HISTORICALLY, MOST ECONOMIC systems revolve around who owns the wealth. As an economist and historian, this is the question I bring to any discussion about our current economic crisis and any future “new economy” we might imagine.
While income distribution is important, wealth distribution is much more unevenly allocated in American society, and it gets very little attention. Let’s quickly look at the numbers.
The richest 400 people in the U.S. own more wealth than the bottom 60 percent of the population. That’s more wealth (stocks, bonds, and businesses, but also houses and cars) than the bottom 150 million Americans. And the top 1 percent owns almost 50 percent of the society’s productive investment assets (corporate stocks, bonds, and privately held businesses, excluding cars and houses).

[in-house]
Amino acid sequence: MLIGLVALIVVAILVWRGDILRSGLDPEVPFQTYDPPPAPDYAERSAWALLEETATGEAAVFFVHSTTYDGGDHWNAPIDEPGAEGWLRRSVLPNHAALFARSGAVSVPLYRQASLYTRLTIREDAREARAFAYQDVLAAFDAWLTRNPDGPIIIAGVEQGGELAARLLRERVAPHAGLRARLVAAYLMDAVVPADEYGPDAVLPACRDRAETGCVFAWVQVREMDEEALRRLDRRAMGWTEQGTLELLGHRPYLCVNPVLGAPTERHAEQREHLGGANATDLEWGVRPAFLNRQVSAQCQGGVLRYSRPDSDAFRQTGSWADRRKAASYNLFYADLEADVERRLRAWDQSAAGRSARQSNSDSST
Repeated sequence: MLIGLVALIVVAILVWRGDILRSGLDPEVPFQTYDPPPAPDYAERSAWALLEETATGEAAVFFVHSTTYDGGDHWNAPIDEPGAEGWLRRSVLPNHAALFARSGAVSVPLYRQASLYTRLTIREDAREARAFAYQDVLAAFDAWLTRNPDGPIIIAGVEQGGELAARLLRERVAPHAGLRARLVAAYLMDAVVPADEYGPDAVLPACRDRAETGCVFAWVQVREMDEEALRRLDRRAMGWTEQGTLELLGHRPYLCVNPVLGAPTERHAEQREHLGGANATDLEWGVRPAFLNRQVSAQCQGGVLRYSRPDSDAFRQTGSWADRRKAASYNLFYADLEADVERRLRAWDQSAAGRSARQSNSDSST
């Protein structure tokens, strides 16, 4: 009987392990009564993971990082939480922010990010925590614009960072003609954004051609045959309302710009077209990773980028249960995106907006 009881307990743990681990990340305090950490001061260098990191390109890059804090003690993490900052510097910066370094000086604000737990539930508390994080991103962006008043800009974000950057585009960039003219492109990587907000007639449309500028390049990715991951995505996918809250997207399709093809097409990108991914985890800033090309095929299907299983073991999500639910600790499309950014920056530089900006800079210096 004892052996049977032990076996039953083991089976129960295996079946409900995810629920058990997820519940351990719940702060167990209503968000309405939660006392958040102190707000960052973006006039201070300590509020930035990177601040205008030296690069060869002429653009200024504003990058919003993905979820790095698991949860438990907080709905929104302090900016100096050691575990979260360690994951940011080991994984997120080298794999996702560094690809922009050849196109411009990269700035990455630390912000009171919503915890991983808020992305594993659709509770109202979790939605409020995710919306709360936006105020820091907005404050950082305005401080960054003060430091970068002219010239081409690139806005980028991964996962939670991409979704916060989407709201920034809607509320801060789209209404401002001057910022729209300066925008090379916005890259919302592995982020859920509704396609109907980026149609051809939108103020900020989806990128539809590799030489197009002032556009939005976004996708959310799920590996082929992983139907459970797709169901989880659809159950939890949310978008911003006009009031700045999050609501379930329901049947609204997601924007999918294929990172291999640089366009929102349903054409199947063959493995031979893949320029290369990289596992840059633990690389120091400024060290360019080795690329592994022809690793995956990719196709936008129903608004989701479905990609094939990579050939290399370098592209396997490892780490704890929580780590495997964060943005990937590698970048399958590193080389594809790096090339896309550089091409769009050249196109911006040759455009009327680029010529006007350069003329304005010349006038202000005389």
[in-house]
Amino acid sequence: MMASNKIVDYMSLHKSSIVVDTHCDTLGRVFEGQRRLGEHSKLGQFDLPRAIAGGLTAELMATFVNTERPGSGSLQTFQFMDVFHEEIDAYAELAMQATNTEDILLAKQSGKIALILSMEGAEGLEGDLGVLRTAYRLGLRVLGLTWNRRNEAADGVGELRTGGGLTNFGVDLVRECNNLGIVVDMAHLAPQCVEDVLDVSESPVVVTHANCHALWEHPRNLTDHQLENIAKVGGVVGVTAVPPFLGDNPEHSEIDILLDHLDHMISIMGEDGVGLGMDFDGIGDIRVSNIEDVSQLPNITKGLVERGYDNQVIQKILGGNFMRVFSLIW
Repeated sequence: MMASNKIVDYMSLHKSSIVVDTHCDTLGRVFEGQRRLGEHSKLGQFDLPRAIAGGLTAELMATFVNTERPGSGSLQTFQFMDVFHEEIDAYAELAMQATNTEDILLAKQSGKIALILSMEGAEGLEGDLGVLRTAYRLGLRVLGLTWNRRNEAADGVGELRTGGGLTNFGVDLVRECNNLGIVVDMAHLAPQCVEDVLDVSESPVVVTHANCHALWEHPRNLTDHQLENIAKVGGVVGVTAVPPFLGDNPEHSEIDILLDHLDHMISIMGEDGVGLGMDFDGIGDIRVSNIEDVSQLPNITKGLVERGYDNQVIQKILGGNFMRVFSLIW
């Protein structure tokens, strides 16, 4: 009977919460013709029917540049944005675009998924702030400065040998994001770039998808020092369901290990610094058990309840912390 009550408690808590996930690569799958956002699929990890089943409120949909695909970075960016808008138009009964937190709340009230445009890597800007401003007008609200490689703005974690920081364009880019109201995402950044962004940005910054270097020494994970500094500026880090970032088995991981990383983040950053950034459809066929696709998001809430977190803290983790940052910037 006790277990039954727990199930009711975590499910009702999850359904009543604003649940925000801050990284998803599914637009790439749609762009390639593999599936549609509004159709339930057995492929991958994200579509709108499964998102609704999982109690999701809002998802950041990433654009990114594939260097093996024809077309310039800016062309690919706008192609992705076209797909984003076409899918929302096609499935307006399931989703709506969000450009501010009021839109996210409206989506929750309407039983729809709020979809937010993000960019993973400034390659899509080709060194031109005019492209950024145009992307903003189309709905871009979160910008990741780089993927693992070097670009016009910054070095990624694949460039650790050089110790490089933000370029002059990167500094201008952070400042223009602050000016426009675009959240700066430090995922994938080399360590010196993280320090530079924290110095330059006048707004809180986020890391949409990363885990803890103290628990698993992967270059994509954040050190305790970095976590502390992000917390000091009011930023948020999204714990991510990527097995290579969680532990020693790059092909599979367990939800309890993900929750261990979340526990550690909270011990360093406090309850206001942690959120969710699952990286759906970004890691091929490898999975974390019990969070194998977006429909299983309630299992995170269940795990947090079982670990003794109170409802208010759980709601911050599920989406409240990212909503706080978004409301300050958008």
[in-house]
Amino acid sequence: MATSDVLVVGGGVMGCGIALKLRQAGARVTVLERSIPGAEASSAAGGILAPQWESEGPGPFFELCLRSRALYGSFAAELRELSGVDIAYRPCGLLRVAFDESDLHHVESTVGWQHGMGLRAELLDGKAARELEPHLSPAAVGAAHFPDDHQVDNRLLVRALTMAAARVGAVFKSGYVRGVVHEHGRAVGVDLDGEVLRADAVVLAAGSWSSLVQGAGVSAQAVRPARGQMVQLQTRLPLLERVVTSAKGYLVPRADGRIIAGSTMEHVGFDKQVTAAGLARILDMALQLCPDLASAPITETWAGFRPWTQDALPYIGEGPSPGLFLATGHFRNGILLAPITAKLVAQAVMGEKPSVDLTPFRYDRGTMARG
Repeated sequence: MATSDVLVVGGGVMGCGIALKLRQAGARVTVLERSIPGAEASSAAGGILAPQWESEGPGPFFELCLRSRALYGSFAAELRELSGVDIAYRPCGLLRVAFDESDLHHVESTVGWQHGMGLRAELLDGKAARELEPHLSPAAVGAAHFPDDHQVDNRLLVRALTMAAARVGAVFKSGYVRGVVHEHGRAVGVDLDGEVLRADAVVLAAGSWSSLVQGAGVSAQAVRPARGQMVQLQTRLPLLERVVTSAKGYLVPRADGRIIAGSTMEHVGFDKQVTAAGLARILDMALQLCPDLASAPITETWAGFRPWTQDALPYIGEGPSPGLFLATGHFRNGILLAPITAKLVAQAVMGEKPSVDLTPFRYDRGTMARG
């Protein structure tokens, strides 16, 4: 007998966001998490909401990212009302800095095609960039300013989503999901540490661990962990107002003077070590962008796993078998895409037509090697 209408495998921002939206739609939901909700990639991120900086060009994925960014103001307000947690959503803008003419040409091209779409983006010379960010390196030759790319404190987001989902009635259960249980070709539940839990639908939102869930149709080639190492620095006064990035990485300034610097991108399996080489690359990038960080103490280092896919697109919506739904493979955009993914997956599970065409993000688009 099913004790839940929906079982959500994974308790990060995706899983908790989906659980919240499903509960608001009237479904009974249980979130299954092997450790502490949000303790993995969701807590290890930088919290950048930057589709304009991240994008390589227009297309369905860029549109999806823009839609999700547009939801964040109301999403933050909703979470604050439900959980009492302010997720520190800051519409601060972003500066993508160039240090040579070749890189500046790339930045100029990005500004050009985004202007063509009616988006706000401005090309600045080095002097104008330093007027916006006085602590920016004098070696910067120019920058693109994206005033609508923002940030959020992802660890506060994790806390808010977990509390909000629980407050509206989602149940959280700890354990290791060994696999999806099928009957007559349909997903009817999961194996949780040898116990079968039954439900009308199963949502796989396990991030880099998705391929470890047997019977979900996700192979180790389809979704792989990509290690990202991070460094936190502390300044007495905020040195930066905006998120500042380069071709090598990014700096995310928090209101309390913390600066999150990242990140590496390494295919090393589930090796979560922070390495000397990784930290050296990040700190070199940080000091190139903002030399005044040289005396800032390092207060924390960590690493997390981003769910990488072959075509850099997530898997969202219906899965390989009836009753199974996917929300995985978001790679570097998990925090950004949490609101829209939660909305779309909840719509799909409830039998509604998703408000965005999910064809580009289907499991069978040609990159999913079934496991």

When you ask who owns the productive assets of the society, then you’re asking who owns American capitalism. The answer is: The top 1 percent owns just under half of it.
With this kind of wealth distribution, what we have is literally a medieval structure. I don’t mean that figuratively. It is a feudalistic structure of extreme power and wealth. And it is anathema to democracy to have that kind of concentration. This distribution of wealth—and the the fact that the top 1 percent has, over the last 30 years, increased its share of income from about 9 percent to about 20 percent—tells you something about the political/economic power harnessed to achieve that end.
The “new economy movement” that is building momentum around the country asserts that you can’t have a democratic society unless you democratize the ownership of wealth as well.
Here are six examples of where that’s happening right now: